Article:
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Mangroves of Australia


Threats to mangrove ecosystems include;

  • developments of the coastline such as reclaiming land (e.g. for building canal estates and marinas);
  • erosion of shorelines in coastal lakes and estuaries;
  • Declining water quality (increased levels in sediments, nutrients and pesticides) from land clearing, overgrazing and cropping;
  • increased levels of heavy metals such as copper, lead, cadmium, zinc and mercury from anti-fouling paints;
  • marine oil pollution from sewage systems and drains, which are estimated at 16,000 tonnes a year over the whole of Australia;
  • accidental spills during re-fuelling of vessels in ports;
  • Aquaculture (increased siltation, erosion and nutrients);
  • Uncontrolled stock access;
  • Climate change (sea level rise and increase in storm/cyclone frequency and intensity)
  • Pressure: disturbance events (storms, cyclones, outbreaks and invasions by pests)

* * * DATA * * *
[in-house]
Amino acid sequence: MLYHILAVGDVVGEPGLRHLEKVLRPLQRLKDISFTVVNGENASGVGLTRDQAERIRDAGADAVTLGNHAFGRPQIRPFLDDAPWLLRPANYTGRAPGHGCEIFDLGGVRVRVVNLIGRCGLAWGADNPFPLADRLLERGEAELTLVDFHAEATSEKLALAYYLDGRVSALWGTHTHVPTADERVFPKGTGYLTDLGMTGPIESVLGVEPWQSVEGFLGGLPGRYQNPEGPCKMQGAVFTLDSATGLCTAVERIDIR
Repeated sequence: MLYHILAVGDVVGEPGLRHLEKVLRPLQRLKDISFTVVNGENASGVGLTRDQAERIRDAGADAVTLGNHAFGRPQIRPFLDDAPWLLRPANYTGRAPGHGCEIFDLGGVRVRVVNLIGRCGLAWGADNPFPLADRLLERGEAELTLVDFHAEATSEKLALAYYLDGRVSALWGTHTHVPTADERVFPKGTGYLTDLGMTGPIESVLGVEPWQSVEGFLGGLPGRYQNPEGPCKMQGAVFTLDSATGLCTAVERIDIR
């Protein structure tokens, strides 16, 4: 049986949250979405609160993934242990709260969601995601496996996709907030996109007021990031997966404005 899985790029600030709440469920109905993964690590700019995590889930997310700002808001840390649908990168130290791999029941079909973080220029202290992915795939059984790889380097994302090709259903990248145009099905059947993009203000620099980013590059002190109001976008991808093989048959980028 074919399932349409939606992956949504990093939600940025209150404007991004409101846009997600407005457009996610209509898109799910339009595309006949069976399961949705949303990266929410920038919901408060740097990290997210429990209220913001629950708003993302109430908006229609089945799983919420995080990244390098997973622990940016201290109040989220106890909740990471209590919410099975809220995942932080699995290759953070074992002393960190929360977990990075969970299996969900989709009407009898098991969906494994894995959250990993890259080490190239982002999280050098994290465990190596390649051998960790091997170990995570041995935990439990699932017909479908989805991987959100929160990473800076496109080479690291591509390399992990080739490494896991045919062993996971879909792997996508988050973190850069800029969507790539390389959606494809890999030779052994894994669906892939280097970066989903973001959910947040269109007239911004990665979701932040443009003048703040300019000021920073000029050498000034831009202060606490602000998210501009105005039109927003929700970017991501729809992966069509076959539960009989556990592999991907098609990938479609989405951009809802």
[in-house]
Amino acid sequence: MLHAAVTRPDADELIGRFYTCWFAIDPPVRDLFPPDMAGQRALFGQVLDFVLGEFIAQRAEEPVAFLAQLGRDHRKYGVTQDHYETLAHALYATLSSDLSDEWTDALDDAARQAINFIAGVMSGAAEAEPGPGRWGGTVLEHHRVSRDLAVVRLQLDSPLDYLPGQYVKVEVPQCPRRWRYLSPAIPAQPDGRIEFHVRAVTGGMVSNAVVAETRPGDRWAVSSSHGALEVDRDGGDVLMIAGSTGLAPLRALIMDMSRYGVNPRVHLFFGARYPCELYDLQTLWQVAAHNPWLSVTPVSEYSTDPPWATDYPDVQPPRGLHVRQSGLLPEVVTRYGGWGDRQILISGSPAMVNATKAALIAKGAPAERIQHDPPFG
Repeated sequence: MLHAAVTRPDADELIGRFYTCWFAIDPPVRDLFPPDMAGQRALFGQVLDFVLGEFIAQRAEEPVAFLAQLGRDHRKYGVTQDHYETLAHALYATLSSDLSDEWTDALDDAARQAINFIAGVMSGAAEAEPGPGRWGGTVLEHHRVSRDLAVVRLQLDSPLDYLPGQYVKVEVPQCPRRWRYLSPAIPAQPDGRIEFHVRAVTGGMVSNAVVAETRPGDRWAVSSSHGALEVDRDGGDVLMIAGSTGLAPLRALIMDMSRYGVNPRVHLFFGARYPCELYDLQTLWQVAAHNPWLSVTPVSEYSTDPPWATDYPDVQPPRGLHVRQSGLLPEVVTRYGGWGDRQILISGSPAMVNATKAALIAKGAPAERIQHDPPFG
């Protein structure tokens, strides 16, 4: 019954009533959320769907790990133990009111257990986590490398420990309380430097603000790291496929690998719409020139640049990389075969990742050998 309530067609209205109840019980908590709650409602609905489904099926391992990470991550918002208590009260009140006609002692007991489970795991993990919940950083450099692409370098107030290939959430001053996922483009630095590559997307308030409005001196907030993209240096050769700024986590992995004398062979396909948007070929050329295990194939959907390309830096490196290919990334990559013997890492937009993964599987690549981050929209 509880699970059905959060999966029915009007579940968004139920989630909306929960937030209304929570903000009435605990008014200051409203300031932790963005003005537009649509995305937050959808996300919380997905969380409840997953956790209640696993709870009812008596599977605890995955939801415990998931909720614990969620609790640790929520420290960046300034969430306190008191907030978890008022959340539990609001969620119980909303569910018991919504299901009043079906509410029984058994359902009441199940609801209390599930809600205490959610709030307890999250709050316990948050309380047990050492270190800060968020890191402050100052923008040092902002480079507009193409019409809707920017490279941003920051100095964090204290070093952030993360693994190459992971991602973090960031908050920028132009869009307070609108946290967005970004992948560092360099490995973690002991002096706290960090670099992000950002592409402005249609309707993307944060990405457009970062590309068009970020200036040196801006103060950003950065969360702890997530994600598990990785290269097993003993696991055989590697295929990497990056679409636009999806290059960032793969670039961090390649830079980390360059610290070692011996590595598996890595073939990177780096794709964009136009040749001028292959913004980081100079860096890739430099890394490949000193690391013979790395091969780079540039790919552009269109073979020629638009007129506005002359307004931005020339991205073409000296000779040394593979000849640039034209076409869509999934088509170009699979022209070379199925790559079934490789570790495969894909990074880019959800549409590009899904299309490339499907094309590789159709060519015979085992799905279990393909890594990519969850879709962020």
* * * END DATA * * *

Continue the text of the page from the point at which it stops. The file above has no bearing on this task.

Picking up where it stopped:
• Human use (fishing, off-road vehicles, dumping of rubbish/waste and collecting).

Land development in Mumbai, India is
destroying mangrove forests
Image from Morrison World News

Oil pollution in Singapore's mangroves
Image from Wild Singapore

Mangrove destruction by a hurricane
in Cuba
Image from Ocean Doctor.org

A marked boundary is seen between blue ocean water and contaminants derived from soil erosion. The dark green zone below is largely intact mangrove forest
Image © studio matahari lutong Flickr

Aerial view of mangrove destruction
Image from Ministry of the Environment, Jaoan
Litter in the mangroves
Image from Wondercreation Blogspot
Damage from cattle grazing
Image from DPI NSW

Next: Conservation ...   


Distribution and Diversity
Mangrove Animals
Photo Gallery 1 - General
Photo Gallery 2 - Species
Photo Gallery 3 - Animals


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